Post-Traumatic Stress Disorder and Cardiovascular Disease
“Role of Sympathetic Overactivity and Angiotensin II in PTSD and CV”
The purpose of this study is to find out why patients with post-traumatic stress disorder (PTSD) have an increased risk for heart disease and high blood pressure later in life. A second purpose is to find out what causes PTSD patients to have high adrenaline levels during stress. This study will also test if a medicine called losartan improves high adrenaline levels in patients with PTSD and if a certain gene that has to do with high blood pressure might be associated with high adrenaline levels.
Procedure - Microneurography
Skin will be stimulated with a pencil-shaped electrode to find a certain nerve. Once the nerve is found, two tiny sterile wire needles (about the size of acupuncture needles) will be put in the skin. One needle is put just under the skin at a short distance away from the nerve, and the other one into the nerve. The needles are attached to a computer recorder to record the nerve activity. It may take up to one hour to get the needles in the right place. After the tiny needle is in the right place ...read more on ClinicalTrials.org
Behavioral - Combat virtual reality video clip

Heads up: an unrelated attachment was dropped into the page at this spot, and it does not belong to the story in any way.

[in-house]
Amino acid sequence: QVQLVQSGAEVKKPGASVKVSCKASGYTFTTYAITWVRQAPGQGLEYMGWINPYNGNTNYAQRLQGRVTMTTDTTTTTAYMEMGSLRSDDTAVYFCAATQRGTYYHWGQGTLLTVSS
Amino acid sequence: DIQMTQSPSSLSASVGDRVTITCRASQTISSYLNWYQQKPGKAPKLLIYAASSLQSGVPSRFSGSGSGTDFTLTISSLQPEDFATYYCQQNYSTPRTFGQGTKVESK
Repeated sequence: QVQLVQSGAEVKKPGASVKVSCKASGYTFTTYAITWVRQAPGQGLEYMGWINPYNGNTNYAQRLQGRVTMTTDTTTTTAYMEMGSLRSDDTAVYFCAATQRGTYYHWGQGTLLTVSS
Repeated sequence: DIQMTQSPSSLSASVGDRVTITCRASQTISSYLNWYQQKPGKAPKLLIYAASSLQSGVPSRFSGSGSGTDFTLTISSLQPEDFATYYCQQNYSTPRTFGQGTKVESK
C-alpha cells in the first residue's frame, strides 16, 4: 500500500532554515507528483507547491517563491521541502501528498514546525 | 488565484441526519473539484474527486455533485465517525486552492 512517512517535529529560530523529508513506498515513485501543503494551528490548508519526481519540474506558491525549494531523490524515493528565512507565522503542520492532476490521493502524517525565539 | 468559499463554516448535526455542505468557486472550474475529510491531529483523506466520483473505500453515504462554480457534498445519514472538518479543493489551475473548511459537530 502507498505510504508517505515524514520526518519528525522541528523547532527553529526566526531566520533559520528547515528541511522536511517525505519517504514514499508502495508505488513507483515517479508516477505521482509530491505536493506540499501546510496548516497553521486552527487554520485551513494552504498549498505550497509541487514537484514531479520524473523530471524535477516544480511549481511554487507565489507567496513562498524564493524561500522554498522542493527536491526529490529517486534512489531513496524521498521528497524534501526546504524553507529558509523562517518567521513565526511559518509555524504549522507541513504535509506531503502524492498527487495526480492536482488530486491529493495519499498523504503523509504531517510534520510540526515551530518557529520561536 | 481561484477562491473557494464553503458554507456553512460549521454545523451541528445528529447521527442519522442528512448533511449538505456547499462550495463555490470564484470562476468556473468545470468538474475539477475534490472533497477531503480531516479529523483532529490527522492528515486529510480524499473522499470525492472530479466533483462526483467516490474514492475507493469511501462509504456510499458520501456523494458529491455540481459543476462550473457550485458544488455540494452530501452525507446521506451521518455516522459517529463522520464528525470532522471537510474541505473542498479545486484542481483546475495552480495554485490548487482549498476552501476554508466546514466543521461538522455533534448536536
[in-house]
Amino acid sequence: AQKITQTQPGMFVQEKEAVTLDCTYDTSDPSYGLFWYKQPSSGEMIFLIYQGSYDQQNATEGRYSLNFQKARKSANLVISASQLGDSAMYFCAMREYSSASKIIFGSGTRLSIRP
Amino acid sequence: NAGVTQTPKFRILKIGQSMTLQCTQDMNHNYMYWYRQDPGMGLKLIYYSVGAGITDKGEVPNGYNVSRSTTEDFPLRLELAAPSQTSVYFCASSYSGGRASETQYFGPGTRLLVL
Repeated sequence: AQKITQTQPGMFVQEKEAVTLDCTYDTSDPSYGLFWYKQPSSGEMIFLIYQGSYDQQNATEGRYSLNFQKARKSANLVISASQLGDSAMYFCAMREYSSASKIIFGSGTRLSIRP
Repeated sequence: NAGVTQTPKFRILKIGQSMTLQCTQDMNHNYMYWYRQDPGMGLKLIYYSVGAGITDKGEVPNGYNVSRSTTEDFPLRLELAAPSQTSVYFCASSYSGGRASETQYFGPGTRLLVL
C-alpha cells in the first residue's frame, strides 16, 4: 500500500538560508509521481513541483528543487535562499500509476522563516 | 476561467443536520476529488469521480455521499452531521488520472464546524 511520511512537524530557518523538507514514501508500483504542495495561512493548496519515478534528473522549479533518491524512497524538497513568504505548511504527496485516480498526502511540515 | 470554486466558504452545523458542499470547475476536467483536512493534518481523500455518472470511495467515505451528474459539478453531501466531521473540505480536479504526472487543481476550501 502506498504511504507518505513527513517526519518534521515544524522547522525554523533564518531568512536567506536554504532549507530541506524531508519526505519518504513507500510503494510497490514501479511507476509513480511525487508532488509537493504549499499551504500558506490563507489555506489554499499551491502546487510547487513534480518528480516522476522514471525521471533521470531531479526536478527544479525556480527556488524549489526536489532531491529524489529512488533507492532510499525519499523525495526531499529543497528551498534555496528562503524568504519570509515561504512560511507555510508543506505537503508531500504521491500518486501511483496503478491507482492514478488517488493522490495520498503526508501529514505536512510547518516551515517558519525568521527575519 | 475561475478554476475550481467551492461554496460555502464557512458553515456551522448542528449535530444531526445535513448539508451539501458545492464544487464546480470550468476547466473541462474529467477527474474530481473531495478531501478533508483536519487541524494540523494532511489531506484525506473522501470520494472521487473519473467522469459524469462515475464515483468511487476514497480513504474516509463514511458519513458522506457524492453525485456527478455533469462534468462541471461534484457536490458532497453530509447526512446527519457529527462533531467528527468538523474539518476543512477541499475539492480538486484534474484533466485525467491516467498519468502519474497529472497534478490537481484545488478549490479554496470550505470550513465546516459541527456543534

Subjects will watch a video clip of combat on a computer screen or wearing video goggles.
Procedure - Handgrip Exercise
Subjects will squeeze a hand dynamometer intermittently.
Procedure - Cold Pressor Test (CPT)
Subjects' hand will be submerged in cold water (~0-1Â°C) up to the wrist for 1 minute.
Drug - Sodium Nitroprusside (SNP)
Subjects will receive sodium nitroprusside 100 Âµg, which is bolused through an antecubital intravenous catheter.
Drug - Phenylephrine
Subjects will receive phenylephrine 150 Âµg, which is bolused through an antecubital intravenous catheter 60 seconds after the sodium nitroprusside bolus
Drug - Losartan
Subjects will receive Losartan 25 mg once a day orally up to 12 weeks
Drug - Atenolol
Subjects will receive Atenolol 25 mg once a day orally up to 12 weeks
Post-Traumatic Stress Disorder and Cardiovascular Disease Risk: Role of Sympathetic Overactivity and Angiotensin II